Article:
Introduction: RGB Matrix Using NovaStar

About: I am good at building software, and am trying to improve my hardware and woodworking skills.

For Halloween this year we decided to make a horse racing game. I wanted a huge display, and I have always been interested in playing with the Chinese RGB Matrix panels. In the past I played with programmable LEDs, but it is hard to get much resolution with LED Strips.

I made a couple orders of 64x64 panels, and tried a variety of ways to hook them up. At first I was trying to use a raspberry pi, and the fabulous RPI RGB LED Matrix Library. This library works well for small numbers of panels. After looking at a bunch of solutions, I decided to try a dedicated solution from NovaStar. It really wasn't that expensive given the performance, and flexibility.

The NovaStar takes DVI as input, and outputs data on cat5 cabling. The cat5 cabling runs to receiver boards that can each handle a number of RGB Matrix panels. You can build up a big display by using multiple receiver boards, and hooking them together.

At first I purchased 4 panels to try things out, and then I placed another two orders for more panels. The second set of panels didn't have mounting screw holes that matched the first set. I would recommend that you order a bunch of panels in one order, as well as get some extras. Sometimes there is a bad pixel - the vendor I used replaced the bad panels. When I went to install my screen I made the mistake of not protecting the corners, and I popped off some of the LEDs.

Step 1: Designing the Screen

I decided that I wanted a long and narrow screen, so I assembled 8 panels x 2 panels high. This is a strange setup, so it required some custom ribbon cables to be made to attach the panels.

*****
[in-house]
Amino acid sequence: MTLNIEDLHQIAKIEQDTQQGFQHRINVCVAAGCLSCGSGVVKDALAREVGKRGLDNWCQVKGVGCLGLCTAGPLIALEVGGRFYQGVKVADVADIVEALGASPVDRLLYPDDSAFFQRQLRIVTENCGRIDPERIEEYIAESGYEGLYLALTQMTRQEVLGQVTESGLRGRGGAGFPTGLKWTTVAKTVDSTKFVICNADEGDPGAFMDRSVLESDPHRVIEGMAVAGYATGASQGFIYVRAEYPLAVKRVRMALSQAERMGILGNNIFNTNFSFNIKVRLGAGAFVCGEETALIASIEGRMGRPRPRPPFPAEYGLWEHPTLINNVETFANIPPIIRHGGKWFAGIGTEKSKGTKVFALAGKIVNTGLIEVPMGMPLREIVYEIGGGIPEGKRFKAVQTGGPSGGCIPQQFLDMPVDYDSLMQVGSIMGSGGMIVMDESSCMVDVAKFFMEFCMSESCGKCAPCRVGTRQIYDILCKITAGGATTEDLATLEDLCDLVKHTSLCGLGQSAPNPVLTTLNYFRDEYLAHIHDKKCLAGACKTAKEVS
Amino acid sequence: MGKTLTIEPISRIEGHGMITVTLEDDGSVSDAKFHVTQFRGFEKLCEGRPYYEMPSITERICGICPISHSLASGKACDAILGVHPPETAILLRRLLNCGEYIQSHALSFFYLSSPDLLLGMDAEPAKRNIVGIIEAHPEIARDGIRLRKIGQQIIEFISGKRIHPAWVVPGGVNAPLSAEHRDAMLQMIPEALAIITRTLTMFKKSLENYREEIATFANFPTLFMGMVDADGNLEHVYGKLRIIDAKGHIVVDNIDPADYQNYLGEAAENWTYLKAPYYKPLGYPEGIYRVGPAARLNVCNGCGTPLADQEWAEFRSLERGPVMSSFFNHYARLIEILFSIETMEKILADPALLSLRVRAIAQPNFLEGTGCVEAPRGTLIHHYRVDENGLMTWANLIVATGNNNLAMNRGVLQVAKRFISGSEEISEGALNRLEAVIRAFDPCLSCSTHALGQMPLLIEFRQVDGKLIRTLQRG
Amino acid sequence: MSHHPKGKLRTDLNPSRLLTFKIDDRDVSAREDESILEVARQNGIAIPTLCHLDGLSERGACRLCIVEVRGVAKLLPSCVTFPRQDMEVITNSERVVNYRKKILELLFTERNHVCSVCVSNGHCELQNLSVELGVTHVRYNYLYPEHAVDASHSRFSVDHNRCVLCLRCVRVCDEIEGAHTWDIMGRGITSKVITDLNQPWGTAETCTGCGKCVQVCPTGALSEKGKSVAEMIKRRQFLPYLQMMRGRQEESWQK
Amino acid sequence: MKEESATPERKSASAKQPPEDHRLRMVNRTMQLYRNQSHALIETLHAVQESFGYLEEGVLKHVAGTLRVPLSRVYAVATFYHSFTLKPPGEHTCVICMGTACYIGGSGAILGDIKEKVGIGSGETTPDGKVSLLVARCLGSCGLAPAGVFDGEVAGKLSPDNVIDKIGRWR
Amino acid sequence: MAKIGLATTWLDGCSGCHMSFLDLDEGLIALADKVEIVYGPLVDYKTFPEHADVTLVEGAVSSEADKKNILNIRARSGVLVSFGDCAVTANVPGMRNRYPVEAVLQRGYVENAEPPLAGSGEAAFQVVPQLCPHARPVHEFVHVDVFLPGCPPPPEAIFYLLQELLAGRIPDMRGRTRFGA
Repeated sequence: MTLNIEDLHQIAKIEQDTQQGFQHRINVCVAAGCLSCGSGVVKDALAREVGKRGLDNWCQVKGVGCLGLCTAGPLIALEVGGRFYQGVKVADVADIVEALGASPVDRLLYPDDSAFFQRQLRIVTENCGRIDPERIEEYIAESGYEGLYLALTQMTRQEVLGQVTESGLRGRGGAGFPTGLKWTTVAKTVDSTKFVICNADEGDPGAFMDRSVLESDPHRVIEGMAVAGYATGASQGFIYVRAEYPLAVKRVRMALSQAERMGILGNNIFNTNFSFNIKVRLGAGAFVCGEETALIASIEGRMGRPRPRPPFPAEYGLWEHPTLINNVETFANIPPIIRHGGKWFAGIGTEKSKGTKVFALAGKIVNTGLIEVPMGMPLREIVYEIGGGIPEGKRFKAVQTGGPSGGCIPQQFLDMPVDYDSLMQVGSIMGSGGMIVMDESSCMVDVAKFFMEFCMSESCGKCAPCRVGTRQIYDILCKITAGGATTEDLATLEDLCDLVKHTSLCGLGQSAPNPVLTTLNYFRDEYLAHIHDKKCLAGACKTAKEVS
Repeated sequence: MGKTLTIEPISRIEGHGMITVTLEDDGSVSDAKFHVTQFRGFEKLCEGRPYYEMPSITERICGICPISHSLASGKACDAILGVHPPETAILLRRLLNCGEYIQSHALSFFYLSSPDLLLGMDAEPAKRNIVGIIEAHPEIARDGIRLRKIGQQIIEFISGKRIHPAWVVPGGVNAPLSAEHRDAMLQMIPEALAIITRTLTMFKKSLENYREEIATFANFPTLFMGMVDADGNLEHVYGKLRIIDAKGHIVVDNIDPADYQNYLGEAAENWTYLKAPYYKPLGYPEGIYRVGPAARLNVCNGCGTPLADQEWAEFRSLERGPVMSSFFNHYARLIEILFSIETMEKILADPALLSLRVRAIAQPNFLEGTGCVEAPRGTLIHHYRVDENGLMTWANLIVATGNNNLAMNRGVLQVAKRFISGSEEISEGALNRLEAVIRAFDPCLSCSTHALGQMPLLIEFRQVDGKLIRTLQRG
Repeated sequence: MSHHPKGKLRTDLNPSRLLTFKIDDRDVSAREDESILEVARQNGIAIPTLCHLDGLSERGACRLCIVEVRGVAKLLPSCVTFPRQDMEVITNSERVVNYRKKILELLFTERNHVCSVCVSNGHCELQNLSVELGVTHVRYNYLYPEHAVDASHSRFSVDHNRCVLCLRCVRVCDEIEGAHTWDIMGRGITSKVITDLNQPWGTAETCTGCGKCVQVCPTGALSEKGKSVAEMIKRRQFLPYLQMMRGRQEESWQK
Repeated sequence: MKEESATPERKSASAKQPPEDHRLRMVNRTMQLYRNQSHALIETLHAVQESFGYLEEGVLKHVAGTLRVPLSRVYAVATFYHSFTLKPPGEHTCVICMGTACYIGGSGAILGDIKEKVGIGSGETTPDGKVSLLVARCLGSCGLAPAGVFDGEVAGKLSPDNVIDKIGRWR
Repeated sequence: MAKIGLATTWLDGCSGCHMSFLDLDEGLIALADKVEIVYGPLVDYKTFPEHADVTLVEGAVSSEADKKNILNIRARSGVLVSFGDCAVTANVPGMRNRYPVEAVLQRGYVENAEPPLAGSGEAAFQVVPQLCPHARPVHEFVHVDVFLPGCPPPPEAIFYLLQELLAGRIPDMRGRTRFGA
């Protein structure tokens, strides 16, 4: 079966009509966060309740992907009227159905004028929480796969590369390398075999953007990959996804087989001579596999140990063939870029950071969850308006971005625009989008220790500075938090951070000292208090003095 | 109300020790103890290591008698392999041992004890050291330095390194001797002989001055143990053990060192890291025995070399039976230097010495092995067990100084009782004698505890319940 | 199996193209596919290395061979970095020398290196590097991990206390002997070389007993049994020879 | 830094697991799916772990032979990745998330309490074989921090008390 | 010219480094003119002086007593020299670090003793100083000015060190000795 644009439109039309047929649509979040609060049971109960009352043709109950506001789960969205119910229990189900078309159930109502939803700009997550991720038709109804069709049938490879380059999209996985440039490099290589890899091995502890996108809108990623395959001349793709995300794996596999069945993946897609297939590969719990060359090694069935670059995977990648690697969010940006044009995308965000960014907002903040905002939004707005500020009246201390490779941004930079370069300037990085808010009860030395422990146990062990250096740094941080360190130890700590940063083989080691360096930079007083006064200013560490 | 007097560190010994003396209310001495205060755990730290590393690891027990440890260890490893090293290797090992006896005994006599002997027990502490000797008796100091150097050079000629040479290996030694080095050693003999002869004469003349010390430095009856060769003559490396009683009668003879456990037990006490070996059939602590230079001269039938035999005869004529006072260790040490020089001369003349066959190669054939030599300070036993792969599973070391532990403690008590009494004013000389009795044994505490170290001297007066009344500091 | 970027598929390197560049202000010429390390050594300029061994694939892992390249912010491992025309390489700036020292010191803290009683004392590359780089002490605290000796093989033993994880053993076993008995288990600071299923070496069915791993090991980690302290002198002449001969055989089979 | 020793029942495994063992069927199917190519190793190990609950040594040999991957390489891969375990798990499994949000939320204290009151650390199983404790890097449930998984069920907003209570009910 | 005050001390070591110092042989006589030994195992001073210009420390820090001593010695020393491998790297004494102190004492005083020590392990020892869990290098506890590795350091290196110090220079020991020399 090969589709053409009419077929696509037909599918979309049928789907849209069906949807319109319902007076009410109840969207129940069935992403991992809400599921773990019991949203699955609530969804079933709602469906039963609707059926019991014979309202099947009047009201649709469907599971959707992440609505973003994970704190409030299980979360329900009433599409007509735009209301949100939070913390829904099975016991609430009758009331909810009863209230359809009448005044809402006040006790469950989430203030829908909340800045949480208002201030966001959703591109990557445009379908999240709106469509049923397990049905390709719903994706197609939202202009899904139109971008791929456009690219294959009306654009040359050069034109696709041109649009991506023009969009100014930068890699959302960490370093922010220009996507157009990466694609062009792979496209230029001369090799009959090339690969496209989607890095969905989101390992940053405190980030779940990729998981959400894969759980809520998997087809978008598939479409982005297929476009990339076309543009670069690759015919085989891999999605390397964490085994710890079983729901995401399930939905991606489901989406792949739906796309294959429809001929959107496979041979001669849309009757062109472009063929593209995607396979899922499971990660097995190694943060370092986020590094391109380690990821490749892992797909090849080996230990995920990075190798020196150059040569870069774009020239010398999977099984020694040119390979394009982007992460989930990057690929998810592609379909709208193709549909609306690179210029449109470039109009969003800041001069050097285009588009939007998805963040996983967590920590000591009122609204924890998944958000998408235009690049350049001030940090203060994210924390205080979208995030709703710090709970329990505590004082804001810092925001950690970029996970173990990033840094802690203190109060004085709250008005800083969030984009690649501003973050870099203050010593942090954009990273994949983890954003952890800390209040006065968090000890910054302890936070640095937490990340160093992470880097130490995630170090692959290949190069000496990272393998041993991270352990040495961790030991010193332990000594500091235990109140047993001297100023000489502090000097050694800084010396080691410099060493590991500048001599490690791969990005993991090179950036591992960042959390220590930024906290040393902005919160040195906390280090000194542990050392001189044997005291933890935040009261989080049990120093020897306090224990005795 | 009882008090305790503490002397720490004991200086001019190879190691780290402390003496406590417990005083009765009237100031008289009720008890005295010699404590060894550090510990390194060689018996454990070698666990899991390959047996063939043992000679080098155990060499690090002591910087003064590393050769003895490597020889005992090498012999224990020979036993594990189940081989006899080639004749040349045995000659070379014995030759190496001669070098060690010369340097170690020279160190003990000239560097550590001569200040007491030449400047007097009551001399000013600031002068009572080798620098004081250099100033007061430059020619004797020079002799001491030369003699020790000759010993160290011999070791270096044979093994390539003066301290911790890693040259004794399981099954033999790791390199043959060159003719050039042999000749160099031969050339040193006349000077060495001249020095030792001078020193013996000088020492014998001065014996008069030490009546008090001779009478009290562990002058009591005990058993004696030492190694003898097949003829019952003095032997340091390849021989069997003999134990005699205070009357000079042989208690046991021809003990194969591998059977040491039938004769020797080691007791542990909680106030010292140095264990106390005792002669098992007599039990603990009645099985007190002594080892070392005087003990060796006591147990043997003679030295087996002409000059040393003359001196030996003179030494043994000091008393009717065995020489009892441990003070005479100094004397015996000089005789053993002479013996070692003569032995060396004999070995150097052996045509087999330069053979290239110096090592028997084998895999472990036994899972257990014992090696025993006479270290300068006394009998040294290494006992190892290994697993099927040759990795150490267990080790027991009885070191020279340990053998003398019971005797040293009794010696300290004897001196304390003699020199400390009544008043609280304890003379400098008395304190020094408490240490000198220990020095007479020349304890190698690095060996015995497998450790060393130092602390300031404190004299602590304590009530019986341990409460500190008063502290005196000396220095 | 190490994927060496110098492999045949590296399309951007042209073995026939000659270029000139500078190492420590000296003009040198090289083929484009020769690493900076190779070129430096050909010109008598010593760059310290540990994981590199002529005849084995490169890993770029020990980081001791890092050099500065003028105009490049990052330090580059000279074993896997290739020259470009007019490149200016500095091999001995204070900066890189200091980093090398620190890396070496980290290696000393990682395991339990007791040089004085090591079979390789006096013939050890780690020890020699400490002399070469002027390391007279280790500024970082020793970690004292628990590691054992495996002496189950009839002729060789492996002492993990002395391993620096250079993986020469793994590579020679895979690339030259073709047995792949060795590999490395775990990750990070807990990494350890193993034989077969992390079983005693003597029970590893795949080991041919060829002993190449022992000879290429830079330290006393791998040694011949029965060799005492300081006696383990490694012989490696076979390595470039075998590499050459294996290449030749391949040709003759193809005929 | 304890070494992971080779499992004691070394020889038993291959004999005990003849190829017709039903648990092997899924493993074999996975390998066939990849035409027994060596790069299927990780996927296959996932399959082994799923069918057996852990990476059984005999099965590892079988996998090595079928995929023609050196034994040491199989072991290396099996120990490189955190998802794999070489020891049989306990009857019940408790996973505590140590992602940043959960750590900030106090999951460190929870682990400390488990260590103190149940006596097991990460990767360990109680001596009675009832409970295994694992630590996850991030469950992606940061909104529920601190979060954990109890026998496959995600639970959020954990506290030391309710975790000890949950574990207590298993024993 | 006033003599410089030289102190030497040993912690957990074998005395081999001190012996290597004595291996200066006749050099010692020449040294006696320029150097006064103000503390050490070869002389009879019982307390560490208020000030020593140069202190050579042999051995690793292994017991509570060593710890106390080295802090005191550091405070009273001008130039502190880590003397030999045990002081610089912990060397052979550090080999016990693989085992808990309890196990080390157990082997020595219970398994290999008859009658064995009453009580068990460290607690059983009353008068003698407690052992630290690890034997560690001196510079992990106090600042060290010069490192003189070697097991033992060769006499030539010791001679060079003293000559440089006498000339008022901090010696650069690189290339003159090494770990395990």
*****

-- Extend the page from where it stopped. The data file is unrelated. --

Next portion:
Power supply


Make sure to order enough panels, and some spares at one time. Different batches had different mounting holes. they can also have different color profiles.

Step 2: Ordering the Parts

Step 3: Assembling the Panels

Step 4: Wiring the Panels

The setup uses one sender box. Use a cat5 cable to connect the first receiver card. Daisy chain the second receiver card to the first one using another cat5 cable.

The panels are wired using a ribbon cable from the first output of the receiver cad to the right most panel, then daisy chained from the top panel to the bottom panel. Repeat this with 8 panels on each receiver card.

We used two power supplies. Half the panels were wired to each power supply with a terminal strip used to connect the cables. The panels came with the correct connectors to plug into the back of each power connector on the panel.

We also created custom ribbon cables that were the right length. We used 16P 1.27mm IDC Flat Ribbon Cable, 16 Wire, 16 Conductors for 2.54mm Connectors ribbon cable. We ordered 2X8 16P 2.54mm Dual Rows IDC Sockets for Flat Ribbon Cable, 16 Pins FC Female Connector ends. We used a Crimp Tool For Flat Ribbon Cable And IDC Connectors to crimp it together.

Step 5: Configuring the Receiver Card and Sender

Use the windows version of the configuration software to configure the receiver cards first. They need to be setup for 256x128 pixels (4x2 panels). After each receiver card is configured make sure hit the save button. Otherwise they will lose the configuration over power cycles. Once they are configured, configure the screen using the two boards, and put them next to each other. This should send the output of the DVI of your computer across the screens.